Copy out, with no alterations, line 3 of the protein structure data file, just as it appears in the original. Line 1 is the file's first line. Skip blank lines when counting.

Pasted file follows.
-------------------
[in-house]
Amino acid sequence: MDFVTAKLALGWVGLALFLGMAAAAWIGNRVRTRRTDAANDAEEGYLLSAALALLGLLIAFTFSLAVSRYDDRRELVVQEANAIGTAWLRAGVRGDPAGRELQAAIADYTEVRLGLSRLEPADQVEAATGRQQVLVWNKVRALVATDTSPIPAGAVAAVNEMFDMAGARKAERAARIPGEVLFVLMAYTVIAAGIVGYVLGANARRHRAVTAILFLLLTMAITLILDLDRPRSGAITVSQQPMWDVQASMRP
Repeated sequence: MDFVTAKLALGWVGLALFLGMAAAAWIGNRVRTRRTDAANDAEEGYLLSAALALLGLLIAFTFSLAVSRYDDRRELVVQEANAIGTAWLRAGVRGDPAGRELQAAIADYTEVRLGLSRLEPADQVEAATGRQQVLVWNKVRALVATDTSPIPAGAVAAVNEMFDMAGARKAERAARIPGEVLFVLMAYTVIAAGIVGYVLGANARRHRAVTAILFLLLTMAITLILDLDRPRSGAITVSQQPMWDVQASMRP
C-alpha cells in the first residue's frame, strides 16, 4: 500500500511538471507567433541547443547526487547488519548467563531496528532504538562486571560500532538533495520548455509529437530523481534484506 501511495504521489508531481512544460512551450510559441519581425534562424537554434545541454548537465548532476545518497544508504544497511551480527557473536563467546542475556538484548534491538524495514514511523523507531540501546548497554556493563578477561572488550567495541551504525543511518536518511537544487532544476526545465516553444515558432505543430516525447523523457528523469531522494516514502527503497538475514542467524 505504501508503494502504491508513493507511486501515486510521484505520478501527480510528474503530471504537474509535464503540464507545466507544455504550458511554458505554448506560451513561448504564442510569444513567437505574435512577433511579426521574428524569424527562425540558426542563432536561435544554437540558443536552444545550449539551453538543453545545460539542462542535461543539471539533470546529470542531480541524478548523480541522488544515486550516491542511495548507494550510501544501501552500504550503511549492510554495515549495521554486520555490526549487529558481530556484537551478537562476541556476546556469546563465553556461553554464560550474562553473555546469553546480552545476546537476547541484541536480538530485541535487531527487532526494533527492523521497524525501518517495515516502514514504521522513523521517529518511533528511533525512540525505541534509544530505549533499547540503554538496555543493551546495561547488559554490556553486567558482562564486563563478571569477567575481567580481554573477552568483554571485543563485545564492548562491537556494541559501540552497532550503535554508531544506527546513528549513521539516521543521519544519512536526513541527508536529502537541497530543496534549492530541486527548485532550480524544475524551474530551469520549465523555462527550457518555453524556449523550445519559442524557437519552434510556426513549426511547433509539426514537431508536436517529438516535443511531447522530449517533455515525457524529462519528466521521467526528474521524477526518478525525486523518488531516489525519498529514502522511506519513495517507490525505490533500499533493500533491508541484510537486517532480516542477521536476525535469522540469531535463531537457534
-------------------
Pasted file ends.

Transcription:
Repeated sequence: MDFVTAKLALGWVGLALFLGMAAAAWIGNRVRTRRTDAANDAEEGYLLSAALALLGLLIAFTFSLAVSRYDDRRELVVQEANAIGTAWLRAGVRGDPAGRELQAAIADYTEVRLGLSRLEPADQVEAATGRQQVLVWNKVRALVATDTSPIPAGAVAAVNEMFDMAGARKAERAARIPGEVLFVLMAYTVIAAGIVGYVLGANARRHRAVTAILFLLLTMAITLILDLDRPRSGAITVSQQPMWDVQASMRP